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X-ray chemistry in envelopes around young stellar objects

By SpaceRef Editor
August 16, 2005
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Astrophysics, abstract

From: Pascal St\"auber [view email]
Date: Tue, 14 Jun 2005 13:44:56 GMT (970kb)

X-ray chemistry in envelopes around young stellar objects

P. Staeuber,
S.D. Doty,
E.F. van Dishoeck,
A.O. Benz

Comments: 25 pages, 16 figures. Accepted for publication in Astronomy &

We present chemical models of the envelope of a young stellar object (YSO)
exposed to a central X-ray source. The models are applied to the massive
star-forming region AFGL 2591 for different X-ray fluxes. The total X-ray
ionization rate is dominated by the `secondary’ ionization rate of H2 resulting
from fast electrons. The carbon, sulphur and nitrogen chemistries are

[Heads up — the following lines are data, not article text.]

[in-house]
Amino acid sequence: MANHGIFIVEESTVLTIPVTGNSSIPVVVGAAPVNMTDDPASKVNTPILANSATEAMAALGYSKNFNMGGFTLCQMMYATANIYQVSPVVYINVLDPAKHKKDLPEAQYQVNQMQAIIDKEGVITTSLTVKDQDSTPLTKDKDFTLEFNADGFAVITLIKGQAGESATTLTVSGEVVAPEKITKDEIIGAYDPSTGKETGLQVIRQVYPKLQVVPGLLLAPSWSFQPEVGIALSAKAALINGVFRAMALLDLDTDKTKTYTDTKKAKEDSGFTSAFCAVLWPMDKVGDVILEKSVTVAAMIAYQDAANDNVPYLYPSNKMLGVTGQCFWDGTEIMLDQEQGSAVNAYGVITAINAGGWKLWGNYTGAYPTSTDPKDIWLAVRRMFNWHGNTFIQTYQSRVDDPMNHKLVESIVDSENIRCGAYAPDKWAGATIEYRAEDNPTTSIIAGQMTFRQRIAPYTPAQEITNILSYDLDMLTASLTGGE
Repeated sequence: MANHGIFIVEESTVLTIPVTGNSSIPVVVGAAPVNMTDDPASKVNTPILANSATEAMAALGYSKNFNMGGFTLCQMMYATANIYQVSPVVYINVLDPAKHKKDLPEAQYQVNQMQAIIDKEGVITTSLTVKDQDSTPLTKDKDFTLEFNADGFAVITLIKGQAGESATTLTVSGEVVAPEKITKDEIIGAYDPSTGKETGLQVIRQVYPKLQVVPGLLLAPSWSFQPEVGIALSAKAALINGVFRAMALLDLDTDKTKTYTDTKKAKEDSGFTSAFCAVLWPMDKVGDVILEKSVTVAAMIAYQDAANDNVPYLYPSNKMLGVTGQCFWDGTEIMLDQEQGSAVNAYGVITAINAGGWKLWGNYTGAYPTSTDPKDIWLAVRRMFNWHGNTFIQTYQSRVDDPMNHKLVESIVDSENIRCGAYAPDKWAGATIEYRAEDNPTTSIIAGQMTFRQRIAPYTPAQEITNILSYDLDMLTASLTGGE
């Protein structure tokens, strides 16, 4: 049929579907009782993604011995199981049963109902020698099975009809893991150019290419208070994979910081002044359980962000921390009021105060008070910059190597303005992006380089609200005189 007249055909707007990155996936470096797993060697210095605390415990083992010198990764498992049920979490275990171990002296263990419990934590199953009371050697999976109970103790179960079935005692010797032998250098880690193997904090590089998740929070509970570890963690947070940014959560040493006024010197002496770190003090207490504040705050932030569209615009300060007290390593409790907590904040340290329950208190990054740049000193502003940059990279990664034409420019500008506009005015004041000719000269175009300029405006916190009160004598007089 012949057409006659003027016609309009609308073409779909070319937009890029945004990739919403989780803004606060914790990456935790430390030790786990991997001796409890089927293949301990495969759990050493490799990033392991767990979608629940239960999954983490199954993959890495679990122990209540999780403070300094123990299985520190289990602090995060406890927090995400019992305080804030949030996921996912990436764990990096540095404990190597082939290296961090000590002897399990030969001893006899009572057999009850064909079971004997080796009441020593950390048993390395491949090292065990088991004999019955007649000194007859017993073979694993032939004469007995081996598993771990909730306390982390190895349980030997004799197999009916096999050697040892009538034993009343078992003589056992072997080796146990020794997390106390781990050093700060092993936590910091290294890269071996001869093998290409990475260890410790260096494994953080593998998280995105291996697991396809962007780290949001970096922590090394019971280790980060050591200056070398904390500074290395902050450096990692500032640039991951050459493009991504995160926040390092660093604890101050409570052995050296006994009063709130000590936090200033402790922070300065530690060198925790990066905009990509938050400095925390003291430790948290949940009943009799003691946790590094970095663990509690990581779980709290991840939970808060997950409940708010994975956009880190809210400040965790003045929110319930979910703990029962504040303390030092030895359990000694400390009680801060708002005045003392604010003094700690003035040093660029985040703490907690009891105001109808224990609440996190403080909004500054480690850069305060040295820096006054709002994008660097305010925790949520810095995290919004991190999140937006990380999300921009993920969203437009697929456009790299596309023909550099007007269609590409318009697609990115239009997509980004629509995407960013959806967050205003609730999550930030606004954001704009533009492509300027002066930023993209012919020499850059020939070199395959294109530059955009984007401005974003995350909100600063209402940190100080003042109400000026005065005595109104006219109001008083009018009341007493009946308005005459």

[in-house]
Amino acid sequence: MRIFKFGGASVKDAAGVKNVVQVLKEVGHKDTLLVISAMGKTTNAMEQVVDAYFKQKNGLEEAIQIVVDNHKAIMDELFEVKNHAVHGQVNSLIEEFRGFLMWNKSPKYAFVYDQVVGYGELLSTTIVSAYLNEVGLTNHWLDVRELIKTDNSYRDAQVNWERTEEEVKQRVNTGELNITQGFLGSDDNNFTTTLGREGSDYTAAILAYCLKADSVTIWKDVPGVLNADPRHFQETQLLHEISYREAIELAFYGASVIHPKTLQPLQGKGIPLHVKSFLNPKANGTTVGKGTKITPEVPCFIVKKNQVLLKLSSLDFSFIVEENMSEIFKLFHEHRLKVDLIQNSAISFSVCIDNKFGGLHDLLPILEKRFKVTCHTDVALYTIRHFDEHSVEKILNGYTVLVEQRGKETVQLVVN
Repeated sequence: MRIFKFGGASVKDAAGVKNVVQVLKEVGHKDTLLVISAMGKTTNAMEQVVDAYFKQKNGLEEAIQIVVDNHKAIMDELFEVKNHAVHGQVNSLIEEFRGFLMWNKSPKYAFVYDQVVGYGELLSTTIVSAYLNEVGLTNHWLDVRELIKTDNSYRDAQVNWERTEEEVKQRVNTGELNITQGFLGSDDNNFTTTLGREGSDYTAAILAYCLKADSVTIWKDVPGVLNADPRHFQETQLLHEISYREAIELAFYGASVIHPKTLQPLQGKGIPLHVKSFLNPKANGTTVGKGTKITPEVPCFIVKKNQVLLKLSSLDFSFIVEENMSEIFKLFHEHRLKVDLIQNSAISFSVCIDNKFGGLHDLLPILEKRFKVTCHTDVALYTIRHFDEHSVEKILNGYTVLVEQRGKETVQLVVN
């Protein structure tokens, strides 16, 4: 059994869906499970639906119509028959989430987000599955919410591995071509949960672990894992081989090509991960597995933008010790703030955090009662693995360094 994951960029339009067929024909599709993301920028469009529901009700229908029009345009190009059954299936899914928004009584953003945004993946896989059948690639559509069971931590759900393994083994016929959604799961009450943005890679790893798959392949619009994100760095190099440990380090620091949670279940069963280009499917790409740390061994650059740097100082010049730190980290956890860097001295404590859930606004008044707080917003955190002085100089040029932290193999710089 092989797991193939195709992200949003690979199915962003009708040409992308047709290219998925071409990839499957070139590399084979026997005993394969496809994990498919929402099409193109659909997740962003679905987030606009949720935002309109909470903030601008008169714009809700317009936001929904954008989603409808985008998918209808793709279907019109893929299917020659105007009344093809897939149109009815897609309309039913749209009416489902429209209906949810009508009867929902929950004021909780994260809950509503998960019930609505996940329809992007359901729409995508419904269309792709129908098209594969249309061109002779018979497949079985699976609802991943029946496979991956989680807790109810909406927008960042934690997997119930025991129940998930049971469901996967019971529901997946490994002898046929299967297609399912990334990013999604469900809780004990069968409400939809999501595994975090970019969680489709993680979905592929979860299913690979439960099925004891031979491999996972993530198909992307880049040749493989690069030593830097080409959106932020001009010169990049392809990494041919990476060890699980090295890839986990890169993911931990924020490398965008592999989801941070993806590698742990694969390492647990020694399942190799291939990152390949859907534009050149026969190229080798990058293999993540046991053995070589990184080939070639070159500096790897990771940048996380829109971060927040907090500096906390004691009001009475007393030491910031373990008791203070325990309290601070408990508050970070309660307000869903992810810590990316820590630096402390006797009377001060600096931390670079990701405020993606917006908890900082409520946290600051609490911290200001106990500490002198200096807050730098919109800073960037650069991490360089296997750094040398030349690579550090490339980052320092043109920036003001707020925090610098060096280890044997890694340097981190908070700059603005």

discussed. It is found that He+ and H3+ are enhanced and trigger a peculiar
chemistry. Several molecular X-ray tracers are found and compared to tracers of
the far ultraviolet (FUV) field. Like ultraviolet radiation fields, X-rays
enhance simple hydrides, ions and radicals. In contrast to ultraviolet photons,
X-rays can penetrate deep into the envelope and affect the chemistry even at
large distances from the source. Whereas the FUV enhanced species cover a
region of 200-300 AU, the region enhanced by X-rays is >1000 AU. Best-fit
models for AFGL 2591 predict an X-ray luminosity LX > 1e+31 ergs/s with a hard
X-ray spectrum TX > 3e+07 K. Furthermore, we find LX/Lbol ~ 1e-6. The chemistry
of the bulk of the envelope mass is dominated by cosmic-ray induced reactions
rather than by X-ray induced ionization for X-ray luminosities LX < 1e+33
ergs/s. The calculated line intensities of HCO+ and HCS+ show that high-J lines
are more affected than lower J lines by the presence of X-rays due to their
higher critical densities, and that such differences are detectable even with
large aperture single-dish telescopes. Future instruments such as Herschel-HIFI
or SOFIA will be able to observe X-ray enhanced hydrides whereas the
sensitivity and spatial resolution of ALMA is well-suited to measure the size
and geometry of the region affected by X-rays.

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